• Video On Demand (VOD) — Your tablet is running a VOD mobile app and has been paired with a VOD TV App which is visible on your TV screen. The tablet displays a list of movies for rent. You tap a movie on the tablet, and the device sends a message to the Platform on the TV which then plays the selected video. If you are watching a streaming video via the web on your tablet and you have a Yahoo Connected TV, you can click a button to offload the video up to the TV.

  • Multimedia Applications — You are having a party and playing your personal music collection from your laptop. The application on your laptop communicates to the Platform which launches a TV App to show different types of metadata on your TV. You can display the song title, the album art, and the associated music video on your TV. If the music file is accessible via the home network or the web, you can use your TV's surround-sound audio to play your songs.

  • User-Intensive Interfaces — If you have a sophisticated game app on your TV, you can use a very creative controller application on any Internet-enabled device. If your application uses a lot of keyboard, voice recognition, or accelerometer controls, you can offload these advanced controller activities to an appropriate device that can handle intensive user input.

  • Accelerometer-based Interfaces — A first-person shooter TV App is loaded on your TV. Your mobile phone, with an accelerometer control, uses gestures to move the player in the game. The mobile app also displays in-game statistics, for example, health, ammunition, treasure, and other properties.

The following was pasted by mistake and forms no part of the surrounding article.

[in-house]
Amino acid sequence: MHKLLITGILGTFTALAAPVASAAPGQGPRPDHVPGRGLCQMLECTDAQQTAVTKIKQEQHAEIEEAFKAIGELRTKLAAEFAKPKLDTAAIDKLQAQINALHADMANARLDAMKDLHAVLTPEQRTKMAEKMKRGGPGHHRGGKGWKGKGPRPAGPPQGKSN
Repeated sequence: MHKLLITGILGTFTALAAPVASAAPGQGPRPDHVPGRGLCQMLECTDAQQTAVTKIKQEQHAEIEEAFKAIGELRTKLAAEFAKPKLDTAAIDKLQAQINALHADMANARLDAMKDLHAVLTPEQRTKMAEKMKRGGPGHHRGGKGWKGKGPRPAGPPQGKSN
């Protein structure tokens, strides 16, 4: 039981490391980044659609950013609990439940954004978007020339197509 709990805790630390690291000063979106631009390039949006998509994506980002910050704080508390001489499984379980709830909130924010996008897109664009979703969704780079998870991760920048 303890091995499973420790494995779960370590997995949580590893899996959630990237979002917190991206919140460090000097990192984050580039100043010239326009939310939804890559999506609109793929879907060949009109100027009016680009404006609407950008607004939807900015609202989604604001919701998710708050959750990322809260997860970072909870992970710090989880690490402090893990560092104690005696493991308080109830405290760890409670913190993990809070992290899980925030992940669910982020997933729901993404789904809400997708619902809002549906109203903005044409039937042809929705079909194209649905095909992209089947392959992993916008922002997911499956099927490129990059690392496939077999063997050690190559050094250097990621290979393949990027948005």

• Data-Rich Interfaces — If you are trying to wade through a lot of data using a TV App, for example a list of video podcasts with usage and popularity statistics, you can offload choosing the video to a laptop that has more searching, sorting, navigating, and control options.

  • Polling Applications — You have a trivia game on your TV and everyone in your living room has mobile phones. The trivia TV App can support a unique interface to each phone. Each person has their own remote control for voting on a particular trivia answer. App developers can create interactive multi-user experiences for a TV display.

  • Whiteboard Applications — You can use your tablet computer as a drawing board and use your TV display as the whiteboard. When you play a party game with this interface no one has to crowd around a piece of paper while you are drawing, instead you can put your artwork up on the big screen.

  • Payment Schemes — TV Apps can offload all types of content, shopping, and service payment schemes to your mobile device.

The possible applications supported by Yahoo Connected TV's Device Communication are limited only by these few restrictions. You cannot transmit binary data over this protocol. Media you send to the TV for display has to be accessible over the network. For example, you can send metadata messages, but if you want to send a video or an image to the TV, it first has to be fetched via the web by the paired TV App.